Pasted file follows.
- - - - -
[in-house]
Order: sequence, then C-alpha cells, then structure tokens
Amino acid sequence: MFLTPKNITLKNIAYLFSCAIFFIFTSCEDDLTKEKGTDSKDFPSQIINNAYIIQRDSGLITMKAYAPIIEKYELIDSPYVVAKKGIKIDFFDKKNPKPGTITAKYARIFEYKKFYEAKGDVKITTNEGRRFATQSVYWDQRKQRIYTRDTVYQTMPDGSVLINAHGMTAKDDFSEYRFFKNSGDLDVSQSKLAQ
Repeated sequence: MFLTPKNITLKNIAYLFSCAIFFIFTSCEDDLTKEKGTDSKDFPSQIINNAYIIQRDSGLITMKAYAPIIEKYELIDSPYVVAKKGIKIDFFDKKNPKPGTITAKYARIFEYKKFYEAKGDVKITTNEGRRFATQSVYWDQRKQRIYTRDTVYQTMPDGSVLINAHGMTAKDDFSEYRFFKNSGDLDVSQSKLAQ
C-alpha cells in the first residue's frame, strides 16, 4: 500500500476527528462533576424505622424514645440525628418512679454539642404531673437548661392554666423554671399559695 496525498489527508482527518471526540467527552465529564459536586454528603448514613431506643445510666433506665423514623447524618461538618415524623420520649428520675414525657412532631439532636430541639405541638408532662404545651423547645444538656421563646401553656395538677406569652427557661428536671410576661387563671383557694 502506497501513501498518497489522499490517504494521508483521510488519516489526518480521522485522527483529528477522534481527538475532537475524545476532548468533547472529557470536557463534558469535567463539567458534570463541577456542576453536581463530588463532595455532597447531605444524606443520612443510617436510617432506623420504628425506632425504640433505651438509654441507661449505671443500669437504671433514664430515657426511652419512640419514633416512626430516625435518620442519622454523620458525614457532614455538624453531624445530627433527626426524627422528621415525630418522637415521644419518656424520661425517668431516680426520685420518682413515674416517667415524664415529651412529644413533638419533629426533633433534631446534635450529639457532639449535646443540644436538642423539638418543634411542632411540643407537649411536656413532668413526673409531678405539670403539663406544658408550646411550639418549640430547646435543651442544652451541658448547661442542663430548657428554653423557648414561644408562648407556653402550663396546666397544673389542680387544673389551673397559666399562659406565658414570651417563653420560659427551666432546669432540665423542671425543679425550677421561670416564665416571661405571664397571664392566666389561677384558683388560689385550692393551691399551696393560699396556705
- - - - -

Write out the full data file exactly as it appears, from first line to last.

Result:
[in-house]
Order: sequence, then C-alpha cells, then structure tokens
Amino acid sequence: MFLTPKNITLKNIAYLFSCAIFFIFTSCEDDLTKEKGTDSKDFPSQIINNAYIIQRDSGLITMKAYAPIIEKYELIDSPYVVAKKGIKIDFFDKKNPKPGTITAKYARIFEYKKFYEAKGDVKITTNEGRRFATQSVYWDQRKQRIYTRDTVYQTMPDGSVLINAHGMTAKDDFSEYRFFKNSGDLDVSQSKLAQ
Repeated sequence: MFLTPKNITLKNIAYLFSCAIFFIFTSCEDDLTKEKGTDSKDFPSQIINNAYIIQRDSGLITMKAYAPIIEKYELIDSPYVVAKKGIKIDFFDKKNPKPGTITAKYARIFEYKKFYEAKGDVKITTNEGRRFATQSVYWDQRKQRIYTRDTVYQTMPDGSVLINAHGMTAKDDFSEYRFFKNSGDLDVSQSKLAQ
C-alpha cells in the first residue's frame, strides 16, 4: 500500500476527528462533576424505622424514645440525628418512679454539642404531673437548661392554666423554671399559695 496525498489527508482527518471526540467527552465529564459536586454528603448514613431506643445510666433506665423514623447524618461538618415524623420520649428520675414525657412532631439532636430541639405541638408532662404545651423547645444538656421563646401553656395538677406569652427557661428536671410576661387563671383557694 502506497501513501498518497489522499490517504494521508483521510488519516489526518480521522485522527483529528477522534481527538475532537475524545476532548468533547472529557470536557463534558469535567463539567458534570463541577456542576453536581463530588463532595455532597447531605444524606443520612443510617436510617432506623420504628425506632425504640433505651438509654441507661449505671443500669437504671433514664430515657426511652419512640419514633416512626430516625435518620442519622454523620458525614457532614455538624453531624445530627433527626426524627422528621415525630418522637415521644419518656424520661425517668431516680426520685420518682413515674416517667415524664415529651412529644413533638419533629426533633433534631446534635450529639457532639449535646443540644436538642423539638418543634411542632411540643407537649411536656413532668413526673409531678405539670403539663406544658408550646411550639418549640430547646435543651442544652451541658448547661442542663430548657428554653423557648414561644408562648407556653402550663396546666397544673389542680387544673389551673397559666399562659406565658414570651417563653420560659427551666432546669432540665423542671425543679425550677421561670416564665416571661405571664397571664392566666389561677384558683388560689385550692393551691399551696393560699396556705